Prime Minister Shinzo Abe has strong popular support for his economic revival plan.
"This spring wages will increase, and higher wages will lead to greater consumption," he told business leaders at the World Economic Forum in Davos, Switzerland, on Wednesday.
"It is not twilight but a new dawn that is breaking over Japan."
He also said he would take on vested interests and act "like a drill bit" to break down obstacles to restoring the country's competitiveness and doubling inward investment by 2020.
His turnaround plan for the world's third largest economy -- dubbed Abenomics -- has included new spending pledges and an aggressive, expansive monetary policy.
Progress on structural reforms to secure recovery for the aging and heavily-indebted country has been slower. But Abe said he would not let up with initiatives aimed at opening up markets, encouraging innovation and immigration, and transforming Japan's male-dominated corporate culture.
"Japan must become a place where women shine," he said, repeating an earlier pledge to ensure 30% of senior positions will be occupied by women by 2020.
Abenomics has already had a big impact. Tokyo's benchmark index soared by nearly 57% in 2013 -- its biggest annual rise in over 40 years -- as the yen tumbled against the dollar, helping exporters as Japanese goods became cheaper in foreign markets.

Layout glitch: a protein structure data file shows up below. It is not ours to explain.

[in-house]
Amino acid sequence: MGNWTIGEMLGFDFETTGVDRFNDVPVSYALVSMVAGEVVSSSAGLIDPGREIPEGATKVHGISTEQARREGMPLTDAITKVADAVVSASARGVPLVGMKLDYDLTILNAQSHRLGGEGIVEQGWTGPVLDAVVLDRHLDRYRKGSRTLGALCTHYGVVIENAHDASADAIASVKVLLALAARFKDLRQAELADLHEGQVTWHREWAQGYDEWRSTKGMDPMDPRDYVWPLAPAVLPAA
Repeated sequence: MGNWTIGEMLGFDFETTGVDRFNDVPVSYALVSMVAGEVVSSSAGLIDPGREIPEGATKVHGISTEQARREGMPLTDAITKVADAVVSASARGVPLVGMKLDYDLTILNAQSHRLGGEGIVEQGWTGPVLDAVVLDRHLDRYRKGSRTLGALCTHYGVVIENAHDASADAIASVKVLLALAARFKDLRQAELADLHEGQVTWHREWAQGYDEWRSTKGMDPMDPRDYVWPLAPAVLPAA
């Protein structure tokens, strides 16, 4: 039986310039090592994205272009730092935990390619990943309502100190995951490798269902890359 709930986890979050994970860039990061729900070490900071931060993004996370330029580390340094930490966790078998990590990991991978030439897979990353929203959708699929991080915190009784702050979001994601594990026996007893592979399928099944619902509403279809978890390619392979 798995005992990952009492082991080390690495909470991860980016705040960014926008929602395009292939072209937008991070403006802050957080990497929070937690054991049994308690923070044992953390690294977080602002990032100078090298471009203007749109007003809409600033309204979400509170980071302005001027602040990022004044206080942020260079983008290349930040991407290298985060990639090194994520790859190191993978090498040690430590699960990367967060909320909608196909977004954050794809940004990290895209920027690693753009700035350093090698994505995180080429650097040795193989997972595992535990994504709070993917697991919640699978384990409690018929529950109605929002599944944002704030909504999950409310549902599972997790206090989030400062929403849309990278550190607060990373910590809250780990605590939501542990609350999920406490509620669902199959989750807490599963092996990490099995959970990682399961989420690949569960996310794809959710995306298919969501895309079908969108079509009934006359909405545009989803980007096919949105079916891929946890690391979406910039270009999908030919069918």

Economic growth has also picked up, although a surprise slowdown in the third quarter of last year served as a warning that without major economic reforms, the early success could fade.
The International Monetary Fund on Tuesday upgraded its 2014 growth projection for Japan to 1.7%, from 1.4% in October. But growth is forecast to slow again in 2015.
The Bank of Japan on Wednesday voted to maintain its current pace of monetary expansion, saying the economy continued to "recover moderately" and predicting that inflation would remain well below its target of 2% for some time.
Abe is riding high in opinion polls, with support for his government rising to more than 60%. But voters have more mixed feelings about his December visit to Tokyo's Yasukuni shrine, where convicted war criminals are honored along with other war dead.
The move incensed China -- a major trading partner -- which suffered under Japan's military aggression in World War II, and regards the shrine as a symbol of Japan's imperial past.
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